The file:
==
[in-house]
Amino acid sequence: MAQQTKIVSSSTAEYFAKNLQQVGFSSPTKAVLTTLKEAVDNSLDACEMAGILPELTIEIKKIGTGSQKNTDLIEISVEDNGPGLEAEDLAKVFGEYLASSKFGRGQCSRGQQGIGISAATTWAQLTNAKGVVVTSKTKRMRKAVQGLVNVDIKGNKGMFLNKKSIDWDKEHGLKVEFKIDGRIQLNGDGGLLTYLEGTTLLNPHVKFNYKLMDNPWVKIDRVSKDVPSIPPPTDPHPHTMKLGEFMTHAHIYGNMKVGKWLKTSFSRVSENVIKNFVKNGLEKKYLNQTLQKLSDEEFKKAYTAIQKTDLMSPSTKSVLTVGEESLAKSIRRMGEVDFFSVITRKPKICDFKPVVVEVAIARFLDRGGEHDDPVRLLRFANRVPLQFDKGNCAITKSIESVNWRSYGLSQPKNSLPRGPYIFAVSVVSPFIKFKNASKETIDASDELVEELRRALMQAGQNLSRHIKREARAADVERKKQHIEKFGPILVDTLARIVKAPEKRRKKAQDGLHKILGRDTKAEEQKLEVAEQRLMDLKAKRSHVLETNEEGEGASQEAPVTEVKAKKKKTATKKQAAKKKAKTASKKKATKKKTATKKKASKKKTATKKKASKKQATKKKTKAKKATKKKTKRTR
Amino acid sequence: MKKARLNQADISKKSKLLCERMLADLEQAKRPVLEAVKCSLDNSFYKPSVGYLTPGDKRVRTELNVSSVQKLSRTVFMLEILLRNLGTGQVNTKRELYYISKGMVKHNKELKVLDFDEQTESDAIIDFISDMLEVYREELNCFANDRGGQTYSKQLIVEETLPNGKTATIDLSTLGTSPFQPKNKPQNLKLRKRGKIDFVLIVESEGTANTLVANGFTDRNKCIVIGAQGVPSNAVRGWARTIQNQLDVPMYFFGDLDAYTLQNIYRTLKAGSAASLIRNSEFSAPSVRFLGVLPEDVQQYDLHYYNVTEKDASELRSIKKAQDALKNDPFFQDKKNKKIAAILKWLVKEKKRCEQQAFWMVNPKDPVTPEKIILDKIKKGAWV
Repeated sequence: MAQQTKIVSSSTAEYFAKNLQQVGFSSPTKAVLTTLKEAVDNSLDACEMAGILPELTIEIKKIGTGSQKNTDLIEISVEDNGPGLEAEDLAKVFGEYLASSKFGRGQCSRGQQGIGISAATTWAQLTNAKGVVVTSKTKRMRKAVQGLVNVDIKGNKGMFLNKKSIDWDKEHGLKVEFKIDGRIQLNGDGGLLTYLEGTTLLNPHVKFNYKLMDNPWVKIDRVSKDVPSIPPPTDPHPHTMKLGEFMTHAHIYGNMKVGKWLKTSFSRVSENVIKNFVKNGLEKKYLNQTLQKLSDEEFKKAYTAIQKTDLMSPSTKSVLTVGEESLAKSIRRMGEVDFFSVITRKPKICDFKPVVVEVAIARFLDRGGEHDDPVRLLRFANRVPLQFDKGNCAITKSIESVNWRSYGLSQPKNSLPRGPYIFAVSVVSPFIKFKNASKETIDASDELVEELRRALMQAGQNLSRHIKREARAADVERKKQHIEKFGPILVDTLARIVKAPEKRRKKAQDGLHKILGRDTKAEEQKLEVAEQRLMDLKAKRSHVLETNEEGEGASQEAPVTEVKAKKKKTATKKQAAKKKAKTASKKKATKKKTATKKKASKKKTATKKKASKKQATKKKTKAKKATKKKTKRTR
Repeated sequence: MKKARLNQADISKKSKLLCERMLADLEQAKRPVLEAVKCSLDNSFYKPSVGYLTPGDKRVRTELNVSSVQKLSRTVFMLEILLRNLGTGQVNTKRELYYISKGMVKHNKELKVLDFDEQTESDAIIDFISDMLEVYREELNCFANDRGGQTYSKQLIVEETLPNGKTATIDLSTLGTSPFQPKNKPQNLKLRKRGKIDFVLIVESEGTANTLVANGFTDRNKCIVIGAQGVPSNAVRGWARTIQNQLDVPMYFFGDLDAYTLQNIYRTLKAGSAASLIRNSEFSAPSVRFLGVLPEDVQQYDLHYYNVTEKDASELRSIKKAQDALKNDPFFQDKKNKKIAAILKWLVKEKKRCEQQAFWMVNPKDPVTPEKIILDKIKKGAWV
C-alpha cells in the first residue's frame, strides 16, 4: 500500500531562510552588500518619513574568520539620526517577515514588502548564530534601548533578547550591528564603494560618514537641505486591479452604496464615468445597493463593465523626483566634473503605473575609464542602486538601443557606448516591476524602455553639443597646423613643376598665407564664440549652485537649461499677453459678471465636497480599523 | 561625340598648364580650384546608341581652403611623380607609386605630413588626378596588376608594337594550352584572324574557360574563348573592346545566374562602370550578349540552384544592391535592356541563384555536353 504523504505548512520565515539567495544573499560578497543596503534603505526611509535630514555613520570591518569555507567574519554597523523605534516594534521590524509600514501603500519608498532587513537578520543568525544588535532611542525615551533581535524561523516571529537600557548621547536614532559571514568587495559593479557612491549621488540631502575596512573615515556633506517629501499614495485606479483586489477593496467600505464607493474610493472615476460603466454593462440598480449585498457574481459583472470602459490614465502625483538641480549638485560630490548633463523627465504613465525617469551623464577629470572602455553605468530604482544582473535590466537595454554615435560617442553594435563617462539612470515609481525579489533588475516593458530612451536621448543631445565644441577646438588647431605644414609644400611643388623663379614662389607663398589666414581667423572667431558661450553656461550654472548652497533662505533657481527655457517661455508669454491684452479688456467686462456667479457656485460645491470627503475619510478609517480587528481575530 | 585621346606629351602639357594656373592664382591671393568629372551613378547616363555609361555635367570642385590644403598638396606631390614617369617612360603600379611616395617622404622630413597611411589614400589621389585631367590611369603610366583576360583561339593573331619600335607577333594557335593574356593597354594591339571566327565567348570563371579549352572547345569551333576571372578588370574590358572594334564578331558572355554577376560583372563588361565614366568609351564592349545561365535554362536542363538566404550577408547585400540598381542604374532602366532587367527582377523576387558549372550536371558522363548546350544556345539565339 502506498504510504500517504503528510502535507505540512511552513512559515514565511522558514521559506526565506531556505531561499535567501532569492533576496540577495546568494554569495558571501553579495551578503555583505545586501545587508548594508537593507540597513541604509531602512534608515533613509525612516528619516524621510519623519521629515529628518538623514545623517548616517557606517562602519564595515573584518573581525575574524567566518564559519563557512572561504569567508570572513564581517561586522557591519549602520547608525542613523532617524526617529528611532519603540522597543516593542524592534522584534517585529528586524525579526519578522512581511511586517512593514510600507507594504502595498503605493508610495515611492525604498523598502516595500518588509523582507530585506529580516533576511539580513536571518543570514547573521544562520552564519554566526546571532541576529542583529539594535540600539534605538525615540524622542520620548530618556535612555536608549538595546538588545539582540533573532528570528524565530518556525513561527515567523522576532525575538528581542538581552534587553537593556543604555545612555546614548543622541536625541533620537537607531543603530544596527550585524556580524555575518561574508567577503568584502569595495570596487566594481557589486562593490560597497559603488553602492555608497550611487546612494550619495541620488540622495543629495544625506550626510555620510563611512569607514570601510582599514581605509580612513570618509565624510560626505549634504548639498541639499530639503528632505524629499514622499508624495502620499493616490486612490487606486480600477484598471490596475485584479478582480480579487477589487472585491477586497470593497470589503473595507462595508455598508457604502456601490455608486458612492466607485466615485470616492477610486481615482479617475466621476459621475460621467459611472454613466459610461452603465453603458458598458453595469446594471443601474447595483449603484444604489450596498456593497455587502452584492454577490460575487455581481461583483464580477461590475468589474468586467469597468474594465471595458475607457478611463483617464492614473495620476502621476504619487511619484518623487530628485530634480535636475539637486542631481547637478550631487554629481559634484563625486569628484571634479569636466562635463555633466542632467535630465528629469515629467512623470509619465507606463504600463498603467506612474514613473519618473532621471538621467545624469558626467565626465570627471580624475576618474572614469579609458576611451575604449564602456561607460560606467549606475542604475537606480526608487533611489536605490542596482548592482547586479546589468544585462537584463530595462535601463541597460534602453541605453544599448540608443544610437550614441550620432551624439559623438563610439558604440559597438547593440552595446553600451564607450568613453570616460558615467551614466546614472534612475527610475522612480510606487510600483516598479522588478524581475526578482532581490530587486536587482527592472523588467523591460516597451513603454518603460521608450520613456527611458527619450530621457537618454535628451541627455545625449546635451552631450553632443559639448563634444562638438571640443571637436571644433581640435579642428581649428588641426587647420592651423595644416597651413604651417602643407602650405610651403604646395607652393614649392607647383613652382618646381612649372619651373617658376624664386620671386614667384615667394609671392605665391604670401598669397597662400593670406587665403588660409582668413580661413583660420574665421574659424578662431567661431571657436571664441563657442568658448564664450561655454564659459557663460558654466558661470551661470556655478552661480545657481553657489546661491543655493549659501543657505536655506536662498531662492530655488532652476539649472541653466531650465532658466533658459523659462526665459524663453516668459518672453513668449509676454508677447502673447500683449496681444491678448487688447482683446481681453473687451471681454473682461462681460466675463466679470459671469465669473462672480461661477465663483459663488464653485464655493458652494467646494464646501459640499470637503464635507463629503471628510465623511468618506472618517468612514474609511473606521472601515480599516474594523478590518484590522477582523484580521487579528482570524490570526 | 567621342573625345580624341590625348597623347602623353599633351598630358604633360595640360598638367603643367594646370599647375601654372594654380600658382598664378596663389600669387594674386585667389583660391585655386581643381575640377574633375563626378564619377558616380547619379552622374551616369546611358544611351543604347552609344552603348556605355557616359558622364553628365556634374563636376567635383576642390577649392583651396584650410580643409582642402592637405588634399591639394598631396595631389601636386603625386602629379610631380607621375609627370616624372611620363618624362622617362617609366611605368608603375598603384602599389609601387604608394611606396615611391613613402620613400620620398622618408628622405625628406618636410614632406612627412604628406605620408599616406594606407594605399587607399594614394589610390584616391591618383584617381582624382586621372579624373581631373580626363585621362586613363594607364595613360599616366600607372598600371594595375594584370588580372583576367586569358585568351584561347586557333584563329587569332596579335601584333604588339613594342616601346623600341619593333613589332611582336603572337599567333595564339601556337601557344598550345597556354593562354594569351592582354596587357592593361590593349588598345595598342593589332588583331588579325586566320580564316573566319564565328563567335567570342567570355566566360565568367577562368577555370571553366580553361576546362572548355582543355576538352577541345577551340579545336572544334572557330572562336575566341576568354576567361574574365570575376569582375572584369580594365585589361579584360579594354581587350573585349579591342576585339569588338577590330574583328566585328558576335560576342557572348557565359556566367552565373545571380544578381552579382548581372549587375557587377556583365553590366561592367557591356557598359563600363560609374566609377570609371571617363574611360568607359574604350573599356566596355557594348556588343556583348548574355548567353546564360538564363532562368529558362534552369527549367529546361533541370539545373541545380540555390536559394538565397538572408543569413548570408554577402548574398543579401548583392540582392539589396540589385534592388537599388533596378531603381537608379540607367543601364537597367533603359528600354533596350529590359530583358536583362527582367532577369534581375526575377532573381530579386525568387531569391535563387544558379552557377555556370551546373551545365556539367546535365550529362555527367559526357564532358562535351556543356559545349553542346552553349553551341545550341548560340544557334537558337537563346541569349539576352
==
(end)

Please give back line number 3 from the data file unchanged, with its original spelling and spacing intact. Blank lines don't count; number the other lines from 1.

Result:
Amino acid sequence: MKKARLNQADISKKSKLLCERMLADLEQAKRPVLEAVKCSLDNSFYKPSVGYLTPGDKRVRTELNVSSVQKLSRTVFMLEILLRNLGTGQVNTKRELYYISKGMVKHNKELKVLDFDEQTESDAIIDFISDMLEVYREELNCFANDRGGQTYSKQLIVEETLPNGKTATIDLSTLGTSPFQPKNKPQNLKLRKRGKIDFVLIVESEGTANTLVANGFTDRNKCIVIGAQGVPSNAVRGWARTIQNQLDVPMYFFGDLDAYTLQNIYRTLKAGSAASLIRNSEFSAPSVRFLGVLPEDVQQYDLHYYNVTEKDASELRSIKKAQDALKNDPFFQDKKNKKIAAILKWLVKEKKRCEQQAFWMVNPKDPVTPEKIILDKIKKGAWV